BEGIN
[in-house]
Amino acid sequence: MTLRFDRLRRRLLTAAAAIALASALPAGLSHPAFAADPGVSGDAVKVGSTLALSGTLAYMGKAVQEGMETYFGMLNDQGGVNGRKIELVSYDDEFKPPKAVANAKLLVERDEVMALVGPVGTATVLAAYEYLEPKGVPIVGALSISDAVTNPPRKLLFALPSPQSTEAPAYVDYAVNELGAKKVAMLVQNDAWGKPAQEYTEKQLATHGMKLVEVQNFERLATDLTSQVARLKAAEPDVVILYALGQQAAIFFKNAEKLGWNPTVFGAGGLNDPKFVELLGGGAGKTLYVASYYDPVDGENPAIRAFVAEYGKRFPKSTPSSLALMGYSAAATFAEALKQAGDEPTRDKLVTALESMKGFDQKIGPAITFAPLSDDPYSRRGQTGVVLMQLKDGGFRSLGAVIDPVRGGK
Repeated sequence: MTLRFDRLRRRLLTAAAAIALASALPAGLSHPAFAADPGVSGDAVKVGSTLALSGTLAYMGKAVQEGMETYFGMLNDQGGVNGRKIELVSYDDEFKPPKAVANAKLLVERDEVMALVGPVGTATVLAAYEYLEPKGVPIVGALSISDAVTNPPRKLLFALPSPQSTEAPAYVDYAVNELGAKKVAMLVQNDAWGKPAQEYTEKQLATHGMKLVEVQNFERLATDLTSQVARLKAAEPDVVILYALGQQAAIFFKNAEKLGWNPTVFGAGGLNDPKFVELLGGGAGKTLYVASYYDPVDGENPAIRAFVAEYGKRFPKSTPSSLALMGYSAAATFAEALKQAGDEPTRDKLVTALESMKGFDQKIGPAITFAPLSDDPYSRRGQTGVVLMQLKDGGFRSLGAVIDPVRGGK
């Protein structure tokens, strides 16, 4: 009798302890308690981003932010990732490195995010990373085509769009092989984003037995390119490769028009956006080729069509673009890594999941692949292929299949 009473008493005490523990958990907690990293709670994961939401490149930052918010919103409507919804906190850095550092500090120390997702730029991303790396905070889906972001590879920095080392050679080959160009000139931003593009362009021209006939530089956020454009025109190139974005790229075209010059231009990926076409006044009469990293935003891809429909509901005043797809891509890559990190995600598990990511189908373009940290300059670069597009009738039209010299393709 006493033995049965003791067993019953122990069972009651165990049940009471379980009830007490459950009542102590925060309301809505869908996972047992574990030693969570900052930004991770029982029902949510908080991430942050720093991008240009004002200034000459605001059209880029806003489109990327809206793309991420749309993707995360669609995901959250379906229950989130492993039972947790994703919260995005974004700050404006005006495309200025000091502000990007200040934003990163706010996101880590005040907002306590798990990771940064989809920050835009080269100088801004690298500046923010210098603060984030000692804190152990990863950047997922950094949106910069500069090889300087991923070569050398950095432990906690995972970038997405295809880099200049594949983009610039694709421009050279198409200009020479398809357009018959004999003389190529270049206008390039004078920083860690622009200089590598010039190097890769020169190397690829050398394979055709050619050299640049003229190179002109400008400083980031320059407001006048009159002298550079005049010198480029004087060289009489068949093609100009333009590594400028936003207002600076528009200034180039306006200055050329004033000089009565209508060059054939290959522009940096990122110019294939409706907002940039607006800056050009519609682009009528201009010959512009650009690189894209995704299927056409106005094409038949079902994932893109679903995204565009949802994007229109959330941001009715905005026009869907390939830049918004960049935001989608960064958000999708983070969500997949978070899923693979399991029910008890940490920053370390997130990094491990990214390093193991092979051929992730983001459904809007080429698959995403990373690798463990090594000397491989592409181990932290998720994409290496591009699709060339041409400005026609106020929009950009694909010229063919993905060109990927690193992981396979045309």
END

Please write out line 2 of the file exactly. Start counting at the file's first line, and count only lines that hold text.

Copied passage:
Amino acid sequence: MTLRFDRLRRRLLTAAAAIALASALPAGLSHPAFAADPGVSGDAVKVGSTLALSGTLAYMGKAVQEGMETYFGMLNDQGGVNGRKIELVSYDDEFKPPKAVANAKLLVERDEVMALVGPVGTATVLAAYEYLEPKGVPIVGALSISDAVTNPPRKLLFALPSPQSTEAPAYVDYAVNELGAKKVAMLVQNDAWGKPAQEYTEKQLATHGMKLVEVQNFERLATDLTSQVARLKAAEPDVVILYALGQQAAIFFKNAEKLGWNPTVFGAGGLNDPKFVELLGGGAGKTLYVASYYDPVDGENPAIRAFVAEYGKRFPKSTPSSLALMGYSAAATFAEALKQAGDEPTRDKLVTALESMKGFDQKIGPAITFAPLSDDPYSRRGQTGVVLMQLKDGGFRSLGAVIDPVRGGK